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the hand of and signed by him, said Butterworth, as such justice, purporting to be a copy of a truthful and genuine record of a marriage, therein falsely to be alleged to have been solemnized by said Butterworth, as such justice at said Boston, between said Richardson and said Maud, pursuant to said notice, and said certificate to be obtained from said registrar in manner and form as aforesaid; and that said Douglass and Ingraham should thereupon falsely and publicly pretend to have been present at such marriage as witnesses thereto; and that said Maud should thereupon, without the knowledge of said Richardson, cause to be delivered such copy of record of marriage (signed by said Butterworth, as aforesaid) to said registrar, at his said office, for record, as and for a true and genuine copy of a truthful and genuine record of marriage, and that thereafter said Maud should publicly assume to be the wife of said Richardson, and that the said Butterworth, Douglass, Ingraham and Marshall should declare such assumption to be just and true within their own knowledge; and the jurors aforesaid, upon their oath aforesaid, do further present that then and there, in pursuance of said conspiracy and agreement, said Marshall did then and there apply to said registrar and give said notice, and then and there pretend to be said Richardson, and did then and there receive such certificate of said notice from said registrar; and said Butterworth did thereafter, to wit, on said day, at said Boston, as such justice, write and sign such false copy of record as and for a true certificate and copy of a truthful record of marriage, and said Douglass and Ingraham did then and there publicly declare themselves to have been witnesses of such marriage, and said Maud did thereafter cause said writing, signed by said Butterworth, to be duly entered and recorded in the office of said registrar, at said Boston; and said Maud did thereafter publicly say and aver falsely, that she, said Maud, was the lawful wife of said Richardson, and said Butterworth, Douglass, Ingraham and Marshall did declare the same to be true as of their own knowledge.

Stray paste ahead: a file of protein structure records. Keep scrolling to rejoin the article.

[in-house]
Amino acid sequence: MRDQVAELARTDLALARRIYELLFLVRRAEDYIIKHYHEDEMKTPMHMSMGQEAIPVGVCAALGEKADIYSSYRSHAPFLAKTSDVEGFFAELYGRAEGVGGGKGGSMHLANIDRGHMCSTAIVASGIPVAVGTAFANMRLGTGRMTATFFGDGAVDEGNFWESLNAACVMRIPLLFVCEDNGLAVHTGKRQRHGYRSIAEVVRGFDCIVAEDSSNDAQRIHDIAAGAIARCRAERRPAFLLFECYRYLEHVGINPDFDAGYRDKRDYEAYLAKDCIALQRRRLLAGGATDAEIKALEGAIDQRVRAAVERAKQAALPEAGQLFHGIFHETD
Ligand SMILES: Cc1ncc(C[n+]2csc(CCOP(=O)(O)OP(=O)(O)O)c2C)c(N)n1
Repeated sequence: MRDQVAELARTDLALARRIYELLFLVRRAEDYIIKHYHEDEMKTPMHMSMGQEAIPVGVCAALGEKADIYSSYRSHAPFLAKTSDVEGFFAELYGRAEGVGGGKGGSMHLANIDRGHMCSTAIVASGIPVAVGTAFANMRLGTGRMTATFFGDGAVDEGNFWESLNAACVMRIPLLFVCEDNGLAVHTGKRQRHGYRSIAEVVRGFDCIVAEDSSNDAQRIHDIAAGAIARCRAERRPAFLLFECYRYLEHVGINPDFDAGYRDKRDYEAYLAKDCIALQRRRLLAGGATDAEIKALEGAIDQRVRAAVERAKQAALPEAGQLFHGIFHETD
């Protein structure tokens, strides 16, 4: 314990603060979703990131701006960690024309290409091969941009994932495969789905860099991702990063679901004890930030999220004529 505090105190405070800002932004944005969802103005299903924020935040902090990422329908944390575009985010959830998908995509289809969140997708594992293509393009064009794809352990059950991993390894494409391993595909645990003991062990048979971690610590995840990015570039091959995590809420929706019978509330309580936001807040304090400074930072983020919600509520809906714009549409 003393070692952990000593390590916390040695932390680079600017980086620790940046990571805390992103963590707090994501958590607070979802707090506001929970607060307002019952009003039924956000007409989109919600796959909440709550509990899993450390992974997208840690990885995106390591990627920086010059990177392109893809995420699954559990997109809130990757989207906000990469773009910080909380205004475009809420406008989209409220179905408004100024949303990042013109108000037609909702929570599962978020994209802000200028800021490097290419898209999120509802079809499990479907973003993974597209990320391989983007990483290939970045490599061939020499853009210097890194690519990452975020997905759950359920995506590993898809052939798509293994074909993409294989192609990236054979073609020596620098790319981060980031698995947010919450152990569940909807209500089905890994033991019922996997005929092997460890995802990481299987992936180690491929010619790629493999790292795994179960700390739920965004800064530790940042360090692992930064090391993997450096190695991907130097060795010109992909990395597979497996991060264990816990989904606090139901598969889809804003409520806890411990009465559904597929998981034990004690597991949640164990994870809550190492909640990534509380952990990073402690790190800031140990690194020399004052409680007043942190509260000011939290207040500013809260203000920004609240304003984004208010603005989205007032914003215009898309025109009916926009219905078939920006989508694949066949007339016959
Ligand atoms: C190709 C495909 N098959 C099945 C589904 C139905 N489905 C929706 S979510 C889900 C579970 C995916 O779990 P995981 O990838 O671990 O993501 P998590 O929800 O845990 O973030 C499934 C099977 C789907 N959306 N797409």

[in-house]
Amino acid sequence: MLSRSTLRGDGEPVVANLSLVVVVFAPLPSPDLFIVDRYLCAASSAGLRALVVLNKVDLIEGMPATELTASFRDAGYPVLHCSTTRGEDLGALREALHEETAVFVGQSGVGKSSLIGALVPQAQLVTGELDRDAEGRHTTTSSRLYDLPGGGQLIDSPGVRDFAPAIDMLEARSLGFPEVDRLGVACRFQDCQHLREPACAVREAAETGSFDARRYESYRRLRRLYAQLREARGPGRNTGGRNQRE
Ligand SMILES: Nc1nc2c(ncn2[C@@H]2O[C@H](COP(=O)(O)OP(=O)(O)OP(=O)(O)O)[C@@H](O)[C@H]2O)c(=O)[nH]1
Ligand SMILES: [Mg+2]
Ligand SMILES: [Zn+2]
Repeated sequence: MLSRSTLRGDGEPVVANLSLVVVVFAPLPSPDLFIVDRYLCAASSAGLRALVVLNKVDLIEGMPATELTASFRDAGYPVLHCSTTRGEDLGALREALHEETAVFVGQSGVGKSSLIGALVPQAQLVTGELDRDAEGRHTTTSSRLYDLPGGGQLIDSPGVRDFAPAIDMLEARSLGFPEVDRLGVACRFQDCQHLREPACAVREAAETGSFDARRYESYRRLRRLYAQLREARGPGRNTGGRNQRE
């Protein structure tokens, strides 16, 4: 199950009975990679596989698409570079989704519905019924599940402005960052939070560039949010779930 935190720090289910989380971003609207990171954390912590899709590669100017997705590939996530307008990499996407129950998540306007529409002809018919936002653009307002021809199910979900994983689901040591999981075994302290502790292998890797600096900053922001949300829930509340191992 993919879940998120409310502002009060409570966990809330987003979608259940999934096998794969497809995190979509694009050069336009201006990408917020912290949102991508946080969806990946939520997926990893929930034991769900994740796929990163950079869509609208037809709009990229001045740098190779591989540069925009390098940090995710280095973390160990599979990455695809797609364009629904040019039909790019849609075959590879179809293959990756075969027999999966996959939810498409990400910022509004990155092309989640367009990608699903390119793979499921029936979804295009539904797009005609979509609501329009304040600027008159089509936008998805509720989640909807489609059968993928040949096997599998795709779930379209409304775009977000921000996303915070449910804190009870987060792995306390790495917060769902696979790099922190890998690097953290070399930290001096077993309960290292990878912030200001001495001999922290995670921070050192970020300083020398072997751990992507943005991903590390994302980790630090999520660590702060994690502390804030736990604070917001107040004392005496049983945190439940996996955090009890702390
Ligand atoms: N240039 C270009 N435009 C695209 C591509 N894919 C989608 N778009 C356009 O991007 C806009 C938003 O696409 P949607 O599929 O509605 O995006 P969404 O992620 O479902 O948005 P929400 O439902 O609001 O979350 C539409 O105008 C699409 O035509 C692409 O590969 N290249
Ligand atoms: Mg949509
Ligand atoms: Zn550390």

"Whereas, in truth and in fact, said Marshall then and there was not Roderick D. Richardson, but said Richardson was a man other than said Marshall; and said Roderick did not then and there, nor did he at any time, intend to be joined in marriage